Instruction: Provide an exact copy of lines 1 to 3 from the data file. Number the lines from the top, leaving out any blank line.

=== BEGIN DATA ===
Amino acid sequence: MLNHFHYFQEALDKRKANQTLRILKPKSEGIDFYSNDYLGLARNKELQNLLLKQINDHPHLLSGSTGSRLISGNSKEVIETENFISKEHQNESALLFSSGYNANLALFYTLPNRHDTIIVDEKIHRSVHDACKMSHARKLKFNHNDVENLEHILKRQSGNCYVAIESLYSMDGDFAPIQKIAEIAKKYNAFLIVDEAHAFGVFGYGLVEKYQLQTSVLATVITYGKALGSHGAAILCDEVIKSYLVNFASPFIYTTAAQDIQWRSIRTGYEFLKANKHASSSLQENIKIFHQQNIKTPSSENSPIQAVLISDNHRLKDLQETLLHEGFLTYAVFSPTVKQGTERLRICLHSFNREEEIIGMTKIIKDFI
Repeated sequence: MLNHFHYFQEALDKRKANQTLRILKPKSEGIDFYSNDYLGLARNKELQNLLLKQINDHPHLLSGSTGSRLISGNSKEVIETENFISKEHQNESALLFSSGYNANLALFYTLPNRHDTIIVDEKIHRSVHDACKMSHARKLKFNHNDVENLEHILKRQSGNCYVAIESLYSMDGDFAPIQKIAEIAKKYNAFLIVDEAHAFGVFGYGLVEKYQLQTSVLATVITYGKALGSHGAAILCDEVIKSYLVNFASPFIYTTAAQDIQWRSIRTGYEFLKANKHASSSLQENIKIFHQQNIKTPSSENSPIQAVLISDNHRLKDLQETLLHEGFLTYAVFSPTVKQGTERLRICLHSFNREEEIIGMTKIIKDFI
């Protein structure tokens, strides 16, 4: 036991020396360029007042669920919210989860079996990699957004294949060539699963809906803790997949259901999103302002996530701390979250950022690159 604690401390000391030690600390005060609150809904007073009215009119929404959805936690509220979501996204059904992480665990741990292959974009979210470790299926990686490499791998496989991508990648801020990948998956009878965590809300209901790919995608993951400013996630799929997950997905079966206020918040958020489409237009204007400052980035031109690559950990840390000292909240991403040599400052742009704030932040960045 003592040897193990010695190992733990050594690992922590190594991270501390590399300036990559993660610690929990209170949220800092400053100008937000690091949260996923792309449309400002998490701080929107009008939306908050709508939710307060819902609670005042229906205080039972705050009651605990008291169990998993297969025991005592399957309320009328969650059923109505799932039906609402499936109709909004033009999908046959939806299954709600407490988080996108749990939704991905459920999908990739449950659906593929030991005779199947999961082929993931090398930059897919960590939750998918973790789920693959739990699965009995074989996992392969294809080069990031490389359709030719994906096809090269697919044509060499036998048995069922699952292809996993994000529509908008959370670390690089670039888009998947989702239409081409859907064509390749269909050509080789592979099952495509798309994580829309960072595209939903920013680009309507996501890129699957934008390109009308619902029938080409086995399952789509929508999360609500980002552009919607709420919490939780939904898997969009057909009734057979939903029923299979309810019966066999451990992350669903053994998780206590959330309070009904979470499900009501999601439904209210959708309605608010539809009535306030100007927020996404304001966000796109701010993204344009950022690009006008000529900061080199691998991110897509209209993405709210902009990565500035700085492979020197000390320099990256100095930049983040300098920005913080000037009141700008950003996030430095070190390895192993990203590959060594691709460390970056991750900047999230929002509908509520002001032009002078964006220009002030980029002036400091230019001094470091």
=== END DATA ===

Amino acid sequence: MLNHFHYFQEALDKRKANQTLRILKPKSEGIDFYSNDYLGLARNKELQNLLLKQINDHPHLLSGSTGSRLISGNSKEVIETENFISKEHQNESALLFSSGYNANLALFYTLPNRHDTIIVDEKIHRSVHDACKMSHARKLKFNHNDVENLEHILKRQSGNCYVAIESLYSMDGDFAPIQKIAEIAKKYNAFLIVDEAHAFGVFGYGLVEKYQLQTSVLATVITYGKALGSHGAAILCDEVIKSYLVNFASPFIYTTAAQDIQWRSIRTGYEFLKANKHASSSLQENIKIFHQQNIKTPSSENSPIQAVLISDNHRLKDLQETLLHEGFLTYAVFSPTVKQGTERLRICLHSFNREEEIIGMTKIIKDFI
Repeated sequence: MLNHFHYFQEALDKRKANQTLRILKPKSEGIDFYSNDYLGLARNKELQNLLLKQINDHPHLLSGSTGSRLISGNSKEVIETENFISKEHQNESALLFSSGYNANLALFYTLPNRHDTIIVDEKIHRSVHDACKMSHARKLKFNHNDVENLEHILKRQSGNCYVAIESLYSMDGDFAPIQKIAEIAKKYNAFLIVDEAHAFGVFGYGLVEKYQLQTSVLATVITYGKALGSHGAAILCDEVIKSYLVNFASPFIYTTAAQDIQWRSIRTGYEFLKANKHASSSLQENIKIFHQQNIKTPSSENSPIQAVLISDNHRLKDLQETLLHEGFLTYAVFSPTVKQGTERLRICLHSFNREEEIIGMTKIIKDFI
């Protein structure tokens, strides 16, 4: 036991020396360029007042669920919210989860079996990699957004294949060539699963809906803790997949259901999103302002996530701390979250950022690159 604690401390000391030690600390005060609150809904007073009215009119929404959805936690509220979501996204059904992480665990741990292959974009979210470790299926990686490499791998496989991508990648801020990948998956009878965590809300209901790919995608993951400013996630799929997950997905079966206020918040958020489409237009204007400052980035031109690559950990840390000292909240991403040599400052742009704030932040960045 003592040897193990010695190992733990050594690992922590190594991270501390590399300036990559993660610690929990209170949220800092400053100008937000690091949260996923792309449309400002998490701080929107009008939306908050709508939710307060819902609670005042229906205080039972705050009651605990008291169990998993297969025991005592399957309320009328969650059923109505799932039906609402499936109709909004033009999908046959939806299954709600407490988080996108749990939704991905459920999908990739449950659906593929030991005779199947999961082929993931090398930059897919960590939750998918973790789920693959739990699965009995074989996992392969294809080069990031490389359709030719994906096809090269697919044509060499036998048995069922699952292809996993994000529509908008959370670390690089670039888009998947989702239409081409859907064509390749269909050509080789592979099952495509798309994580829309960072595209939903920013680009309507996501890129699957934008390109009308619902029938080409086995399952789509929508999360609500980002552009919607709420919490939780939904898997969009057909009734057979939903029923299979309810019966066999451990992350669903053994998780206590959330309070009904979470499900009501999601439904209210959708309605608010539809009535306030100007927020996404304001966000796109701010993204344009950022690009006008000529900061080199691998991110897509209209993405709210902009990565500035700085492979020197000390320099990256100095930049983040300098920005913080000037009141700008950003996030430095070190390895192993990203590959060594691709460390970056991750900047999230929002509908509520002001032009002078964006220009002030980029002036400091230019001094470091």